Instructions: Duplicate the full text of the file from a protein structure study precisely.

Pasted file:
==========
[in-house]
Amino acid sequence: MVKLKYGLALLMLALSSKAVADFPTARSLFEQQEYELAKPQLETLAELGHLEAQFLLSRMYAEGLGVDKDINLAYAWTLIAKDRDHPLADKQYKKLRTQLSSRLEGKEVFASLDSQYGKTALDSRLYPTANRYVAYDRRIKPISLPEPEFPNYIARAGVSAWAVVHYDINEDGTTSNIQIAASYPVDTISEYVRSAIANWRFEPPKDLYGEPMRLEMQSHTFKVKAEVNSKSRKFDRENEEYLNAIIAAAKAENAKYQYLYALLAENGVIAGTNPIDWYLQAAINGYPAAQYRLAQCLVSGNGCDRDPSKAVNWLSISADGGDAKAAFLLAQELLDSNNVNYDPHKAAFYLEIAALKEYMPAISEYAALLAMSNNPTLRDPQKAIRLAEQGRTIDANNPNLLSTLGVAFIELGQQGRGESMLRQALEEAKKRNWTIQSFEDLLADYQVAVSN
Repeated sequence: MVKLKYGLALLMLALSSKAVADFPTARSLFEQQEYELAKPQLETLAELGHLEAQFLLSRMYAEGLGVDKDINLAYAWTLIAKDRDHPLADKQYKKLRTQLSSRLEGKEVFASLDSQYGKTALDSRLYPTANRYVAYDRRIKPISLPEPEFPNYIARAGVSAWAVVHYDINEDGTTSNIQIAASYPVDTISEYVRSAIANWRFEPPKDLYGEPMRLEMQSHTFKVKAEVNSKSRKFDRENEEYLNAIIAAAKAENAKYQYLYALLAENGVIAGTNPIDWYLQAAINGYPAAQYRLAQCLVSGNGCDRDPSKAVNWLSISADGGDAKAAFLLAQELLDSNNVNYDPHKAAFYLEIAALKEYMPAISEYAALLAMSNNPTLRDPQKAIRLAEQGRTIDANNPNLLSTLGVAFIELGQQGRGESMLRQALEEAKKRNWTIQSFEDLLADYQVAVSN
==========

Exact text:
[in-house]
Amino acid sequence: MVKLKYGLALLMLALSSKAVADFPTARSLFEQQEYELAKPQLETLAELGHLEAQFLLSRMYAEGLGVDKDINLAYAWTLIAKDRDHPLADKQYKKLRTQLSSRLEGKEVFASLDSQYGKTALDSRLYPTANRYVAYDRRIKPISLPEPEFPNYIARAGVSAWAVVHYDINEDGTTSNIQIAASYPVDTISEYVRSAIANWRFEPPKDLYGEPMRLEMQSHTFKVKAEVNSKSRKFDRENEEYLNAIIAAAKAENAKYQYLYALLAENGVIAGTNPIDWYLQAAINGYPAAQYRLAQCLVSGNGCDRDPSKAVNWLSISADGGDAKAAFLLAQELLDSNNVNYDPHKAAFYLEIAALKEYMPAISEYAALLAMSNNPTLRDPQKAIRLAEQGRTIDANNPNLLSTLGVAFIELGQQGRGESMLRQALEEAKKRNWTIQSFEDLLADYQVAVSN
Repeated sequence: MVKLKYGLALLMLALSSKAVADFPTARSLFEQQEYELAKPQLETLAELGHLEAQFLLSRMYAEGLGVDKDINLAYAWTLIAKDRDHPLADKQYKKLRTQLSSRLEGKEVFASLDSQYGKTALDSRLYPTANRYVAYDRRIKPISLPEPEFPNYIARAGVSAWAVVHYDINEDGTTSNIQIAASYPVDTISEYVRSAIANWRFEPPKDLYGEPMRLEMQSHTFKVKAEVNSKSRKFDRENEEYLNAIIAAAKAENAKYQYLYALLAENGVIAGTNPIDWYLQAAINGYPAAQYRLAQCLVSGNGCDRDPSKAVNWLSISADGGDAKAAFLLAQELLDSNNVNYDPHKAAFYLEIAALKEYMPAISEYAALLAMSNNPTLRDPQKAIRLAEQGRTIDANNPNLLSTLGVAFIELGQQGRGESMLRQALEEAKKRNWTIQSFEDLLADYQVAVSN